NASHVILLE, TN – Dec. 5, 2019 – The Country Music Hall of Fame and Museum has set its 2020 roster of new exhibitions.
“American Currents: State of the Music” will return in 2020, offering insight into the latest chapter of country’s ongoing evolution. The museum will have exhibits on the lives and careers of Country Music Hall of Fame member Bill Anderson, award-winning Martina McBride and acclaimed artist Chris Stapleton.
Now an annual offering, “American Currents: State of the Music” will open March 6, 2020. The exhibition represents the ongoing research, analysis, vigorous debate, and yes, even argument, among curators and museum staff to determine the most important developments in country music over the previous year.
The Chris Stapleton exhibition will open June 26, 2020. Before he achieved solo success with the 2015 release of triple-platinum album Traveller and the hits “Tennessee Whiskey” and “Parachute,” Stapleton proved his musical mettle as a songwriter with more than 150 songs recorded by Adele, Luke Bryan, Alison Krauss and George Strait. This exhibit will explore Stapleton’s personal and musical influences and his climb to stardom, including his time in the SteelDrivers.
An exhibit exploring Martina McBride’s legacy opens Aug. 21, 2020. For more than 25 years, McBride – known for hits including “Independence Day” and “A Broken Wing” – has ranked as one of country music’s most powerful voices. The Kansas native released her major label debut in 1992, and had her first Top 10 single in 1993 with “My Baby Loves Me.” Inspired by Linda Ronstadt, Reba McEntire and Connie Smith, McBride brought a voice and style that set her apart from her peers. In 2019, the Academy of Country Music presented her with the Cliffie Stone Icon Award for her contributions to country music.
The life and career of Country Music Hall of Fame member Bill Anderson will be displayed beginning Nov. 20, 2020. Known for his breathy, conversational vocal style, “Whisperin’ Bill” Anderson has logged 37 Top 10 hits as a recording artist. Anderson has earned more than 50 BMI awards for songwriting. His first success came in 1958, when he wrote “City Lights,” a No. 1 single for Ray Price. Anderson’s songs have been recorded by James Brown, Kenny Chesney, Jerry Lee Lewis, Dean Martin, the Louvin Brothers, Roger Miller, Jim Reeves, Connie Smith, George Strait, Porter Wagoner and Kitty Wells. In 2005, Anderson and Jon Randall Stewart wrote “Whiskey Lullaby,” recorded by Brad Paisley and Alison Krauss. It was CMA Song of the Year, and in 2007, Anderson won the CMA and ACM Song of the Year awards for “Give It Away,” written with Buddy Cannon and Jamey Johnson and recorded by Strait. A Grand Ole Opry member since 1961, Anderson entered the Nashville Songwriters Hall of Fame in 1975, the Country Music Hall of Fame in 2002 and the New York-based Songwriters Hall of Fame in 2018.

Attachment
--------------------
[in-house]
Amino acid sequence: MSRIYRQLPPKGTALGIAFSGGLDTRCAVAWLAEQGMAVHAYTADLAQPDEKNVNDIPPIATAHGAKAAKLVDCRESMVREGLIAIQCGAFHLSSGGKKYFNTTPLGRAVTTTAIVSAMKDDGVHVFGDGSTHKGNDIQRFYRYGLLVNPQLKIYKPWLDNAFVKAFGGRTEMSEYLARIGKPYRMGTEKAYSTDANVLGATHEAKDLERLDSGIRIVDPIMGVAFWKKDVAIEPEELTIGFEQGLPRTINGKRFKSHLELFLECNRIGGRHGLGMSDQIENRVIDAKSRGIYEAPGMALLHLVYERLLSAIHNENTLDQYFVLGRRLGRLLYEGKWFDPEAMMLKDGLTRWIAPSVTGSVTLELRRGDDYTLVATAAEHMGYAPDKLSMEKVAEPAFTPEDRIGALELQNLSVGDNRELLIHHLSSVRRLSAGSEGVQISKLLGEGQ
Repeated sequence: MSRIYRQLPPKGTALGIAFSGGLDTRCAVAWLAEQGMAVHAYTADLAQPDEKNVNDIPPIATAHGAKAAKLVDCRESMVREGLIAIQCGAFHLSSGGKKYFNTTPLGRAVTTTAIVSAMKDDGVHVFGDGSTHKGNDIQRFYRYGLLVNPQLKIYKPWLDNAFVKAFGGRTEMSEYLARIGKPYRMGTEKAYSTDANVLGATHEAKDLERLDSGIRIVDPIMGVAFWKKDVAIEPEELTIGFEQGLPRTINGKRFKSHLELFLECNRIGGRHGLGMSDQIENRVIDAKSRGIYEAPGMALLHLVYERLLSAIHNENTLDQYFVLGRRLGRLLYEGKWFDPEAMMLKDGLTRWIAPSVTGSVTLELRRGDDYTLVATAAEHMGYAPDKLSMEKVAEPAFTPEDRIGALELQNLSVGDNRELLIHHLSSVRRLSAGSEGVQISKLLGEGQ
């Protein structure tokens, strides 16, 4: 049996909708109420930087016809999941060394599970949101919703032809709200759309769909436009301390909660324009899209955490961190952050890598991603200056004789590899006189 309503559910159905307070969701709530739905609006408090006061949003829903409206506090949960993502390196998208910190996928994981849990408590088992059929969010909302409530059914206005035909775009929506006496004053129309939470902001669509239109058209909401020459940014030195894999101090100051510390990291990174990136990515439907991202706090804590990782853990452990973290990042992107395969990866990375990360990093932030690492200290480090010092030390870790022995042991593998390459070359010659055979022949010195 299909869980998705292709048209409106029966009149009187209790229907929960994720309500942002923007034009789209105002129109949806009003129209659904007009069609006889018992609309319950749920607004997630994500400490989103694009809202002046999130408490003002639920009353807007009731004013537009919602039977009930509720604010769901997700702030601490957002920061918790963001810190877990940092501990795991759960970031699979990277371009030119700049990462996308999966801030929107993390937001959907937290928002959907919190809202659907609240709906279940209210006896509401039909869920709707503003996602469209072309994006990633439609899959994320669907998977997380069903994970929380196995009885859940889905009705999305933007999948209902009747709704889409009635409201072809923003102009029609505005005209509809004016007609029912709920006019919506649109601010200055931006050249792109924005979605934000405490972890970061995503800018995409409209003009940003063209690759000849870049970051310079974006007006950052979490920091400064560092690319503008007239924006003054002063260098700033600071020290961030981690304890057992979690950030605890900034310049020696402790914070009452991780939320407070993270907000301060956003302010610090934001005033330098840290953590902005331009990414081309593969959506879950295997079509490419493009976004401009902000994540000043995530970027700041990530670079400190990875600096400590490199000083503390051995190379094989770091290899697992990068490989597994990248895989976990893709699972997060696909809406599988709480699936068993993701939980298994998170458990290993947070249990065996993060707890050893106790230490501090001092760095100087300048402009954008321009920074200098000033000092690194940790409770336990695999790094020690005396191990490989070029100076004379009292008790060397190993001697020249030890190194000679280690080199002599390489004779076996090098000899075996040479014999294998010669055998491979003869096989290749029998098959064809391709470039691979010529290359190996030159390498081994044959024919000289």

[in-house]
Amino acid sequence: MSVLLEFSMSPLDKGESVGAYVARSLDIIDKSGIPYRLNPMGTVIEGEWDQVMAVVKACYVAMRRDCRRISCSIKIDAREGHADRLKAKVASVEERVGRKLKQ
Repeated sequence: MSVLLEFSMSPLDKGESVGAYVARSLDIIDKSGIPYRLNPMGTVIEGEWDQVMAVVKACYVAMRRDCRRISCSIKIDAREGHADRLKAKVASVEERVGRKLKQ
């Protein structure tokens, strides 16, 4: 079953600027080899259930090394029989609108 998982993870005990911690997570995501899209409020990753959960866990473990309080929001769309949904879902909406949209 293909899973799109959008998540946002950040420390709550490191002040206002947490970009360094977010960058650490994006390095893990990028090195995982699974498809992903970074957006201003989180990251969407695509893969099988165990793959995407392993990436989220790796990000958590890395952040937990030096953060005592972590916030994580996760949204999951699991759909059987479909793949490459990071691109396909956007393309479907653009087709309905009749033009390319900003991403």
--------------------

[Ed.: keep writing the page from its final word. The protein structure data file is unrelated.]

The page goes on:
The museum’s continuing exhibition “Outlaws & Armadillos: Country’s Roaring ‘70s,” looks at the relationship between Austin, Texas and Nashville during the 1970s, an era of freewheeling cultural and artistic exchange that skirted the status quo and changed country music. The exhibition is open through Feb. 14, 2021.
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